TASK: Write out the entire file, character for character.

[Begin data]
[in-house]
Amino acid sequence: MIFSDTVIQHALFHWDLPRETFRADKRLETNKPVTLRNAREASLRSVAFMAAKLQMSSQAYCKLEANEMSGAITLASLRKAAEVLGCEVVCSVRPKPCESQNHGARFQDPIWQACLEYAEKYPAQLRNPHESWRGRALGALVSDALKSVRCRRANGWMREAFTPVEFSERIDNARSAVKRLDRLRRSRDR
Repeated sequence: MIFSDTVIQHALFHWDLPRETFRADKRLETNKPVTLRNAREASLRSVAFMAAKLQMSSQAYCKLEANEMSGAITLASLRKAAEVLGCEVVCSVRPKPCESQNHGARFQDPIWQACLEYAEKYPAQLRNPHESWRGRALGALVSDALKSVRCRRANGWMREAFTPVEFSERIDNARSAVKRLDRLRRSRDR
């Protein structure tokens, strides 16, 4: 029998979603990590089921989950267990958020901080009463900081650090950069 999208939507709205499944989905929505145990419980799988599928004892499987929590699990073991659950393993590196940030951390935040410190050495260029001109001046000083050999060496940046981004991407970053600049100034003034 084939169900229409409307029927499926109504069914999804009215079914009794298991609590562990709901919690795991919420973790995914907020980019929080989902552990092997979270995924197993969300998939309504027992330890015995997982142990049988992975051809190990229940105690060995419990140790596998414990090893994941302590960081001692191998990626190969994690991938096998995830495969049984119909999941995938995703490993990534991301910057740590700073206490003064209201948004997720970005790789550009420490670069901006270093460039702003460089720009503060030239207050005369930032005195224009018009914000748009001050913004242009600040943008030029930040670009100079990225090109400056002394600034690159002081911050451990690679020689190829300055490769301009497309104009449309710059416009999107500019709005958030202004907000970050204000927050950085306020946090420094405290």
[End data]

[in-house]
Amino acid sequence: MIFSDTVIQHALFHWDLPRETFRADKRLETNKPVTLRNAREASLRSVAFMAAKLQMSSQAYCKLEANEMSGAITLASLRKAAEVLGCEVVCSVRPKPCESQNHGARFQDPIWQACLEYAEKYPAQLRNPHESWRGRALGALVSDALKSVRCRRANGWMREAFTPVEFSERIDNARSAVKRLDRLRRSRDR
Repeated sequence: MIFSDTVIQHALFHWDLPRETFRADKRLETNKPVTLRNAREASLRSVAFMAAKLQMSSQAYCKLEANEMSGAITLASLRKAAEVLGCEVVCSVRPKPCESQNHGARFQDPIWQACLEYAEKYPAQLRNPHESWRGRALGALVSDALKSVRCRRANGWMREAFTPVEFSERIDNARSAVKRLDRLRRSRDR
């Protein structure tokens, strides 16, 4: 029998979603990590089921989950267990958020901080009463900081650090950069 999208939507709205499944989905929505145990419980799988599928004892499987929590699990073991659950393993590196940030951390935040410190050495260029001109001046000083050999060496940046981004991407970053600049100034003034 084939169900229409409307029927499926109504069914999804009215079914009794298991609590562990709901919690795991919420973790995914907020980019929080989902552990092997979270995924197993969300998939309504027992330890015995997982142990049988992975051809190990229940105690060995419990140790596998414990090893994941302590960081001692191998990626190969994690991938096998995830495969049984119909999941995938995703490993990534991301910057740590700073206490003064209201948004997720970005790789550009420490670069901006270093460039702003460089720009503060030239207050005369930032005195224009018009914000748009001050913004242009600040943008030029930040670009100079990225090109400056002394600034690159002081911050451990690679020689190829300055490769301009497309104009449309710059416009999107500019709005958030202004907000970050204000927050950085306020946090420094405290």